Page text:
The First Geneva Convention for the Amelioration of the Condition of the Wounded in Armies in the Field, held on 22 August 1864, is the first of four treaties of the Geneva Conventions. It defines "the basis on which rest the rules of international law for the protection of the victims of armed conflicts." After the first treaty was adopted in 1864, it was significantly revised and replaced in 1906, 1929, and finally 1949. It is inextricably linked to the International Committee of the Red Cross, which is both the instigator for the inception and enforcer of the articles in these conventions.
The Hague Conventions of 1899 and 1907 are a series of international treaties and declarations negotiated at two international peace conferences at The Hague in the Netherlands. Along with the Geneva Conventions, the Hague Conventions were among the first formal statements of the laws of war and war crimes in the body of secular international law. A third conference was planned for 1914 and later rescheduled for 1915, but it did not take place due to the start of World War I.
International humanitarian law (IHL), also referred to as the laws of armed conflict, is the law that regulates the conduct of war. It is a branch of international law which seeks to limit the effects of armed conflict by protecting persons who are not participating in hostilities, and by restricting and regulating the means and methods of warfare available to combatants.
Protocol I is a 1977 amendment protocol to the Geneva Conventions relating to the protection of victims of international conflicts, where "armed conflicts in which peoples are fighting against colonial domination, alien occupation or racist regimes" are to be considered international conflicts. It reaffirms the international laws of the original Geneva Conventions of 1949, but adds clarifications and new provisions to accommodate developments in modern international warfare that have taken place since the Second World War.
Protocol II is a 1977 amendment protocol to the Geneva Conventions relating to the protection of victims of non-international armed conflicts. It defines certain international laws that strive to provide better protection for victims of internal armed conflicts that take place within the borders of a single country. The scope of these laws is more limited than those of the rest of the Geneva Conventions out of respect for sovereign rights and duties of national governments.
Military necessity, along with distinction, and proportionality, are three important principles of international humanitarian law governing the legal use of force in an armed conflict.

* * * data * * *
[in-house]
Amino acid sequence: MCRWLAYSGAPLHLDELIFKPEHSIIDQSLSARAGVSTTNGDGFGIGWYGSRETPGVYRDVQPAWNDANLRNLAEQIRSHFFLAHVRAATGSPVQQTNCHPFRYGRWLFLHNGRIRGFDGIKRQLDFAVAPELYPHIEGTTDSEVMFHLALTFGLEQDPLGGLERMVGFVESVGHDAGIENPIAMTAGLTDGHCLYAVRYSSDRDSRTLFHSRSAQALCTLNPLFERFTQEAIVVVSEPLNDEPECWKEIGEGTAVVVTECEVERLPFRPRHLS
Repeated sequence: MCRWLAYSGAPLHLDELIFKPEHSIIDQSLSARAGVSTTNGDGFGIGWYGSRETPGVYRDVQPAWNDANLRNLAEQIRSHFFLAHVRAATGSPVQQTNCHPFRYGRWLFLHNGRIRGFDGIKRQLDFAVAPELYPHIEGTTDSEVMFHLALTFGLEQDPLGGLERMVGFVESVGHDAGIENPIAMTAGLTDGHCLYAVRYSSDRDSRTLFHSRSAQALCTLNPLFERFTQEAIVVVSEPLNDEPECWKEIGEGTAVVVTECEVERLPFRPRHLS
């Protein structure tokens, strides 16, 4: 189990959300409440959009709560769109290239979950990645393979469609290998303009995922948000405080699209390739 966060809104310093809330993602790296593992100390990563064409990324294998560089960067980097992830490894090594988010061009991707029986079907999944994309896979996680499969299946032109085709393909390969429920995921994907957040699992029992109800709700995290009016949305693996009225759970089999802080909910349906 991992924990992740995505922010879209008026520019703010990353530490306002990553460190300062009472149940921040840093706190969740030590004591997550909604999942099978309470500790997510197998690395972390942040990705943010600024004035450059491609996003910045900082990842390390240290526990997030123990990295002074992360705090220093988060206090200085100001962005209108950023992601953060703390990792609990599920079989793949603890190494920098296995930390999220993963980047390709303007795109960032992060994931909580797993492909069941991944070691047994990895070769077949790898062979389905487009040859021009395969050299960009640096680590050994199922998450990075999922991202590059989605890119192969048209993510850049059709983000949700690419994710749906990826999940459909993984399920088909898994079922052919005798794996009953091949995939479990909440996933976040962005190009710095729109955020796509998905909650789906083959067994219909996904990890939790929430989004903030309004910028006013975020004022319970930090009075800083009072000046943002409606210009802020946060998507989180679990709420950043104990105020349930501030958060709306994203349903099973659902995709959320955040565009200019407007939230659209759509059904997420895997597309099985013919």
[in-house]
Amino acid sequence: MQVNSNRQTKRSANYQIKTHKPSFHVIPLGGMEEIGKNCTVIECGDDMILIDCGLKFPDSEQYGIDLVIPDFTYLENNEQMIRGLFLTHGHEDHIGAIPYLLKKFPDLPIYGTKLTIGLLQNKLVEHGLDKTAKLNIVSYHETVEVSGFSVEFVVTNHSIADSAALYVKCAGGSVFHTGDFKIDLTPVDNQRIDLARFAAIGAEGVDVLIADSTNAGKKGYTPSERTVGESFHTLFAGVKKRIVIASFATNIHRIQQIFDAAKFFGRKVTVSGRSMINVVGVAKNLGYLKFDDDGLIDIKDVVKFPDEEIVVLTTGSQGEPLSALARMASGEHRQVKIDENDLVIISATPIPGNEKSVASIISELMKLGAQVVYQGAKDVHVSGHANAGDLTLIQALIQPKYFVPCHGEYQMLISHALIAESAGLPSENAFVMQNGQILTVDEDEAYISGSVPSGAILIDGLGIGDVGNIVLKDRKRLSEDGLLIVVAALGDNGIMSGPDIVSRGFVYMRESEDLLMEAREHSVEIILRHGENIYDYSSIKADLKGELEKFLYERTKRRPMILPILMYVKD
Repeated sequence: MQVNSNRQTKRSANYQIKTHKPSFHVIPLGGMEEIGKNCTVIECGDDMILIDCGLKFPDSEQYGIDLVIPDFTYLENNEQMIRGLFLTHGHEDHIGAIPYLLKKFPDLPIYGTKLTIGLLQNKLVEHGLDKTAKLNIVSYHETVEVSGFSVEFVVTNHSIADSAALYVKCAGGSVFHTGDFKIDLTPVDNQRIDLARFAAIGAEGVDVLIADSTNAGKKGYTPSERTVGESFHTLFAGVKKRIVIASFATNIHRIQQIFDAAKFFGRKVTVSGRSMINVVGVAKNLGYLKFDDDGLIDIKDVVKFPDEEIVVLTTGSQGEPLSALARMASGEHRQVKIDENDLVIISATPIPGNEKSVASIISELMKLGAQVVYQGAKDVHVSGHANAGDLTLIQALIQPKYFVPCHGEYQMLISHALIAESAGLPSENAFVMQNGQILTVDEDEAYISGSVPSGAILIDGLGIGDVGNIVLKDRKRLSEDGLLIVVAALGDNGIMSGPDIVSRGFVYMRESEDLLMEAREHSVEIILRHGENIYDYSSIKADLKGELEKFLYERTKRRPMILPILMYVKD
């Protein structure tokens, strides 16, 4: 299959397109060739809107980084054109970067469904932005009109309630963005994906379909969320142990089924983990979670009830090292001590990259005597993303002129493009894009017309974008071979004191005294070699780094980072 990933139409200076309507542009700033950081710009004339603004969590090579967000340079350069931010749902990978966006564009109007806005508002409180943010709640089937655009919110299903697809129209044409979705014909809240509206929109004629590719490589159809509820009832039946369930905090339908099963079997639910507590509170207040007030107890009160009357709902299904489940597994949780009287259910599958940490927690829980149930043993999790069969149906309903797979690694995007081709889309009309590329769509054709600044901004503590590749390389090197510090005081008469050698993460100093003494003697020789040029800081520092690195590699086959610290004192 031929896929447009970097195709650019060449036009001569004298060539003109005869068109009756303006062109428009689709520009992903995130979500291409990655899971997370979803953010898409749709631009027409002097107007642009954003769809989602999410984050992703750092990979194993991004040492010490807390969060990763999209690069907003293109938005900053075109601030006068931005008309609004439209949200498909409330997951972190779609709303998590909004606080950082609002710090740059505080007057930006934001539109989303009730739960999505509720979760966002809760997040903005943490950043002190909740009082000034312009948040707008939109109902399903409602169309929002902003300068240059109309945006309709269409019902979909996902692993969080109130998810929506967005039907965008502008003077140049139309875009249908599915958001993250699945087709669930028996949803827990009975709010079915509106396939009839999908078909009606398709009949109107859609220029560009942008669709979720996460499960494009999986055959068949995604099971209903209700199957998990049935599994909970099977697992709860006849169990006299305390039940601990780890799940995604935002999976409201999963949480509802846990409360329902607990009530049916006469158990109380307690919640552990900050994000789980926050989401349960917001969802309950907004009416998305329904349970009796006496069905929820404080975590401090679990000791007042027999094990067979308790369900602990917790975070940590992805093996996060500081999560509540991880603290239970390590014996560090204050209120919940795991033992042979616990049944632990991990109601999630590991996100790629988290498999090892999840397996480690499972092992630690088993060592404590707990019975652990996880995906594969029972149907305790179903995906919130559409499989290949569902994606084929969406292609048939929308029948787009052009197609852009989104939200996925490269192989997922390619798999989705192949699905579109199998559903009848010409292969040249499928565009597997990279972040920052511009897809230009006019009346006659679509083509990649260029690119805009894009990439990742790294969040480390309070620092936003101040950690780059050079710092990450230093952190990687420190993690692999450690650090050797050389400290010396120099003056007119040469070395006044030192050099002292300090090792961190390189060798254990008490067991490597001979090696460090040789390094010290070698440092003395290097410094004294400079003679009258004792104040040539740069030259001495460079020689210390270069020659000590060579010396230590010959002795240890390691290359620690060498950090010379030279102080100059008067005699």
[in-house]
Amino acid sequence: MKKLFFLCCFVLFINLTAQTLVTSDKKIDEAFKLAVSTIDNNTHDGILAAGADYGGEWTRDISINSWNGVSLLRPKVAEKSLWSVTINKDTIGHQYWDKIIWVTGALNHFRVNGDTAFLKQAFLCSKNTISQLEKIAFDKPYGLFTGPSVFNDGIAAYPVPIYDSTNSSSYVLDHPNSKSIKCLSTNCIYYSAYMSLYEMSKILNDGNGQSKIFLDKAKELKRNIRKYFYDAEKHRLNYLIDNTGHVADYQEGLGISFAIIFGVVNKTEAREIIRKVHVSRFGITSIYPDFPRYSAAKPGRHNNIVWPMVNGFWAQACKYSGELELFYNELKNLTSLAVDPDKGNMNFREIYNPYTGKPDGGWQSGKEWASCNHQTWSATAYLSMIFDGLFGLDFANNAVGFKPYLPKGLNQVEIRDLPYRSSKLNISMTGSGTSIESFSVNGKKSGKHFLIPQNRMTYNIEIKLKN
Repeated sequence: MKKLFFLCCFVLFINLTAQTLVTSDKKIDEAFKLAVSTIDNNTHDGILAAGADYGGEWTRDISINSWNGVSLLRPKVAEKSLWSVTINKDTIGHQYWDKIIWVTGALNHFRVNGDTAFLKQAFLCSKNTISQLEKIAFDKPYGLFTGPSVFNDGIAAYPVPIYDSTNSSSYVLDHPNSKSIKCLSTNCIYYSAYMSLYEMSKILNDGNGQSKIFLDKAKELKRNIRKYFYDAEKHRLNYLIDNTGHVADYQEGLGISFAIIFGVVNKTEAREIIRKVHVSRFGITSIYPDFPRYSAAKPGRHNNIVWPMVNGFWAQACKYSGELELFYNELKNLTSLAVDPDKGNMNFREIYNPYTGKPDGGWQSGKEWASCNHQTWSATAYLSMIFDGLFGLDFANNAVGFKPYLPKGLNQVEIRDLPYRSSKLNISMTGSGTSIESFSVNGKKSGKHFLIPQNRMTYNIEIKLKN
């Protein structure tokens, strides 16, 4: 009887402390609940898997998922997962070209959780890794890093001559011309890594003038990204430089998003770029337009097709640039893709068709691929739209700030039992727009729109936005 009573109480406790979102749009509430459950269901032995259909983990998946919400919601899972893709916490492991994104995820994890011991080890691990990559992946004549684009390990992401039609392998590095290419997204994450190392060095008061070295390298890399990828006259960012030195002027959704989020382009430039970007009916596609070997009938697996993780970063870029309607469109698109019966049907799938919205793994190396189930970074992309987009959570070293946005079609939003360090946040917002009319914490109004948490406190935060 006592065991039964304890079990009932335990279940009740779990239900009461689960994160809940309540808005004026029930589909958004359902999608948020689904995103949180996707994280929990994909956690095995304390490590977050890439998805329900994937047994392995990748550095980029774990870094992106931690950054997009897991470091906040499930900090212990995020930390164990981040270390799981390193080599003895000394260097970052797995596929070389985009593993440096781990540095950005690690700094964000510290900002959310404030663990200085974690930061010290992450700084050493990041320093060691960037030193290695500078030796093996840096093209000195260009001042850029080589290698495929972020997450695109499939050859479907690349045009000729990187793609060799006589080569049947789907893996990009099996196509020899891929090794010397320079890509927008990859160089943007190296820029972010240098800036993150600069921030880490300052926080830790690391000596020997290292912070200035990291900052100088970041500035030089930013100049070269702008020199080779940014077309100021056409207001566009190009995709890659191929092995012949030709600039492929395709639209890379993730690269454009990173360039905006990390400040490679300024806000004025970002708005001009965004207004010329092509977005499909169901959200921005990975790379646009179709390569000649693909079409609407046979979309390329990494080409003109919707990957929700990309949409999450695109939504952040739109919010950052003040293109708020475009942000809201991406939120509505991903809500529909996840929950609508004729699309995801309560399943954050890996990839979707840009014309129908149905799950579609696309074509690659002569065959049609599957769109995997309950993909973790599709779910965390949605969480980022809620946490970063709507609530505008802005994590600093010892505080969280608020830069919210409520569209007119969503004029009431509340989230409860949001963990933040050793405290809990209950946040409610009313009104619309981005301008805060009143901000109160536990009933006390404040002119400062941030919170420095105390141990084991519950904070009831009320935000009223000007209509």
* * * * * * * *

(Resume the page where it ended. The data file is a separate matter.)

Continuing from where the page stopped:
Distinction is a principle under international humanitarian law governing the legal use of force in an armed conflict, whereby belligerents must distinguish between combatants and civilians. Distinction and proportionality are important factors in assessing military necessity in that the harm caused to civilians or civilian property must be proportional and not "excessive in relation to the concrete and direct military advantage anticipated" by an attack on a military objective.
The Martens Clause was introduced into the preamble to the 1899 Hague Convention II – Laws and Customs of War on Land. The clause took its name from a declaration read by Friedrich Martens, the delegate of Russia at the Hague Peace Conferences of 1899. It reads as follows:
Until a more complete code of the laws of war is issued, the High Contracting Parties think it right to declare that in cases not included in the Regulations adopted by them, populations and belligerents remain under the protection and empire of the principles of international law, as they result from the usages established between civilized nations, from the laws of humanity and the requirements of the public conscience.
Air warfare must comply with laws and customs of war, including international humanitarian law by protecting the victims of the conflict and refraining from attacks on protected persons.
An explosive weapon generally uses high explosive to project blast and/or fragmentation from a point of detonation.
The Geneva Conventions comprise four treaties, and three additional protocols, that establish the standards of international law for humanitarian treatment in war. The singular term Geneva Convention usually denotes the agreements of 1949, negotiated in the aftermath of the Second World War (1939–1945), which updated the terms of the two 1929 treaties, and added two new conventions. The Geneva Conventions extensively defined the basic rights of wartime prisoners, established protections for the wounded and sick, and established protections for the civilians in and around a war-zone. The treaties of 1949 were ratified, in whole or with reservations, by 196 countries. Moreover, the Geneva Convention also defines the rights and protections afforded to non-combatants; however, because the Geneva Conventions are about people in war, the articles do not address warfare proper—the use of weapons of war—which is the subject of the Hague Conventions, and the bio-chemical warfare Geneva Protocol.
Protected persons is a legal term under international humanitarian law and refers to persons who are under specific protection of the 1949 Geneva Conventions, their 1977 Additional Protocols, and customary international humanitarian law during an armed conflict.
Human shields may be civilians used against their will to deter attacks on military targets during an international armed conflict or they may be civilians who voluntarily protect either military or civilian targets from attack. The use of human shields is forbidden by Protocol I of the Geneva Conventions. It is also a specific intent war crime as codified in the Rome Statute, which was adopted in 1998. The language of the Rome Statute prohibits "utilizing the presence of a civilian or other protected person to render certain points, areas, or military forces immune from military operations."